This sadness was reflected in some of the most moving performances of the gala. Renee Fleming, from her home in Virginia, sang the “Ave Maria” from Verdi’s Otello, an Italian piece in honor of the country that has been affected by the virus. This was truly wonderful, as Fleming has been retired from the Met stage for a few years now. She retired the role of Desdemona long before that, but she still sounded just as fantastic as she did in the 90s. Her rendition was quiet but incredibly moving, and was absolutely a highlight of the entire program. In a style similar to Fleming, mezzo-soprano Isabel Leonard sang “Somewhere” from Bernstein’s West Side Story, a heartfelt tribute to the city of New York from her apartment in Manhattan. Both Fleming and Leonard nearly welled up with emotion by the end of their respective performances, which added to the emotional intensity of the afternoon. 

It was truly Nezet-Seguin, the Met Opera Orchestra, and the Met Opera Chorus who were the stars of the gala. However, the reliable team, who preform endlessly each night of the season at the Met was lacking one member: Vincent Lionti, a violist of the Met Opera Orchestra for thirty years, sadly passed away due to COVID-19 complications. A Juilliard graduate and also the conductor of a Youth Symphony, Lionti was remembered in a touching tribute from the New York Times. The loss of Lionti was palpable throughout the program, but especially during the fantastic performances of the orchestra. The orchestra played a gorgeous rendition of Mascagni’s Cavalleria Rusticana intermezzo and a wonderful interpretation of the famous prelude from Wagner’s Lohengrin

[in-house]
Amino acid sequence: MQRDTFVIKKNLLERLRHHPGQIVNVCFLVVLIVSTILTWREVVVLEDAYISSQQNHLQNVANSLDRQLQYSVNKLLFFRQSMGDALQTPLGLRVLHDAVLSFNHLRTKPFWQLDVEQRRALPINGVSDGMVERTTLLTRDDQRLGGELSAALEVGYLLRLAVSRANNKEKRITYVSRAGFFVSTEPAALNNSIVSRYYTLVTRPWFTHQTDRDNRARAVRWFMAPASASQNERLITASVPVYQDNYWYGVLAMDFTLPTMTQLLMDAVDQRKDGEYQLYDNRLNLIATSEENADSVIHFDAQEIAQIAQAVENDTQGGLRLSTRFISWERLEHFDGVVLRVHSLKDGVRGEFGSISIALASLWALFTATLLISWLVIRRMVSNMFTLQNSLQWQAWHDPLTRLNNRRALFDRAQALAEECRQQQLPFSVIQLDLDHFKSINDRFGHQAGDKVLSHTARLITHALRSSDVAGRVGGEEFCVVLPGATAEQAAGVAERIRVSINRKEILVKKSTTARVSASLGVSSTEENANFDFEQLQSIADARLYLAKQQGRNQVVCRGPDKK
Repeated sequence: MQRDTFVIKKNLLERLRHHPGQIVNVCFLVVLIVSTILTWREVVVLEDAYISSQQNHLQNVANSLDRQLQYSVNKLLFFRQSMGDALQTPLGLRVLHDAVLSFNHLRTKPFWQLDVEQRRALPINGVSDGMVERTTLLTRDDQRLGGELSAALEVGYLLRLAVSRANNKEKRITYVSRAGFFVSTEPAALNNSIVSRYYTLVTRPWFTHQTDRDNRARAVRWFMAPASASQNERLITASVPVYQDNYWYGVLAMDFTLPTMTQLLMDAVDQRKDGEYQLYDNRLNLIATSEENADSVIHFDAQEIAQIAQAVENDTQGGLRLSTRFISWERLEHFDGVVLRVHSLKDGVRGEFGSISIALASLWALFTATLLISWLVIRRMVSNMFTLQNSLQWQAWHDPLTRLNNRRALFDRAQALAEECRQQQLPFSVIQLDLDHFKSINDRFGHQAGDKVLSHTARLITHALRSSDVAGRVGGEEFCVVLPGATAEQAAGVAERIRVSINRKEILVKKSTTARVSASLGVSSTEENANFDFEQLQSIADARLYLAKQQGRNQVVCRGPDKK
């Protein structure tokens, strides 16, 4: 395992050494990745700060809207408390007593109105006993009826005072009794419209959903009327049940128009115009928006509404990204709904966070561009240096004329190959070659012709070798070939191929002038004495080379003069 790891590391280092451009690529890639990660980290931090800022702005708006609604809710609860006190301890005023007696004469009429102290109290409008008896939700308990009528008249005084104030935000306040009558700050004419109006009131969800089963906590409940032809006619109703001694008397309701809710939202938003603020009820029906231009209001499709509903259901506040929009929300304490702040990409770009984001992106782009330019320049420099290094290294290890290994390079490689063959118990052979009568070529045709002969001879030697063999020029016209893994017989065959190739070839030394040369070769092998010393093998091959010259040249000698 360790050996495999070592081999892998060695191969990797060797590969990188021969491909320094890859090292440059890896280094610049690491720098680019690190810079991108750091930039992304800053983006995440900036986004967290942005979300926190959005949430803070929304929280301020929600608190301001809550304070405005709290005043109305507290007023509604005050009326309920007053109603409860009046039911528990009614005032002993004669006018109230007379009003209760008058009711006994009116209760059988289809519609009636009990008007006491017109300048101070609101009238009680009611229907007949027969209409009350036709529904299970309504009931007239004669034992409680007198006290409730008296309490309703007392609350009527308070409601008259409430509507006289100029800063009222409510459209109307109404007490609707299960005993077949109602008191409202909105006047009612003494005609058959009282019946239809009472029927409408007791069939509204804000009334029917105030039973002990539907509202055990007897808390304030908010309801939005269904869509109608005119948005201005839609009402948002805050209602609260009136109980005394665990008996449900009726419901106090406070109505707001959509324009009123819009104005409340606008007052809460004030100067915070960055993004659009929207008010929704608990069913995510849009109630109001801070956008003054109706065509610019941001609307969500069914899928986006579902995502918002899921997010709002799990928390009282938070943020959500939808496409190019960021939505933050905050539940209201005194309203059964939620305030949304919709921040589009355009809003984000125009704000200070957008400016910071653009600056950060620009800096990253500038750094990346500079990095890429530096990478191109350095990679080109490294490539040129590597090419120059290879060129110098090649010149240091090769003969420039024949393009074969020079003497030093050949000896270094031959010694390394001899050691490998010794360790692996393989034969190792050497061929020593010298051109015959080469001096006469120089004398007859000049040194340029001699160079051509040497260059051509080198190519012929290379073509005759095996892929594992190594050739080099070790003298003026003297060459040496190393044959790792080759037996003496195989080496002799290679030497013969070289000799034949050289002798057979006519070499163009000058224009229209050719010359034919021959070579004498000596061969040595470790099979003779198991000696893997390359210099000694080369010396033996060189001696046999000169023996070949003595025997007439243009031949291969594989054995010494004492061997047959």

One of the most moving performances, in my opinion, was Verdi’s “Chorus of the Hebrew Slaves” from the opera Nabucco. This is one of my favorite pieces in all of music. It is somber, reflective, and breathtakingly beautiful. Though Verdi wrote the work to represent the lamentations of the ancient Hebrew people, the ambiguous longing for a homeland and better life resonates with all who listen. From the metaphorical podium, Nezet-Seguin conducted the pre-recorded, online program featuring the Met Opera Orchestra and Chorus, all-in-all about ninety people total. Neither the orchestra nor the chorus at the Met ever gets the credit they deserve, as they are some of the finest musicians in the world, evident from this rendition of one of Verdi’s best pieces of music. I only wish that Met Opera Chorus director Donald Palumbo was given some kind of visual presence and praise for the performance. 

In terms of intensity and beauty, only Handel’s “Ombra mai fu” could top the “Chorus of the Hebrew Slaves.” This performance featured mezzo-soprano Joyce DiDonato, Nezet-Seguin conducting, and the viola section of the Met Opera Orchestra. It was an incredibly sad tribute to Lionti. Nezet-Seguin looked as though he was going to cry. The emotion of the musicians demonstrated the comradery and deep respect for colleagues at the Metropolitan Opera. It was the kind of intensity and emotion that is best demonstrated through music. It truly demonstrated the devastating impact of COVID-19, and why the gala was being presented in the first place. 

As mentioned earlier, the music was perfect. It was almost as if Nezet-Seguin found my “heavy rotation” playlist on Apple Music and selected pieces from that. Thaïs, Eugene Onegin, Rusalka, Nabucco—it was really just wonderful! At four hours, by opera gala terms, this was fairly short. Met galas in the 80s and 90s could go on for eight hours or more. In addition to Nezet-Seguin and the orchestra and chorus, Peter Gelb and the amazing team of editors who helmed this project should also be commended. Gelb gets his fair share of criticism, but he has truly done a fantastic job leading the Met through these uncertain times. Throughout the four hours, there were hardly any technical glitches, making the event both musically and digitally significant.


Brendan W. Clark '21 is the current Editor-in-Chief of the Trinity Tripod, Trinity College's student newspaper.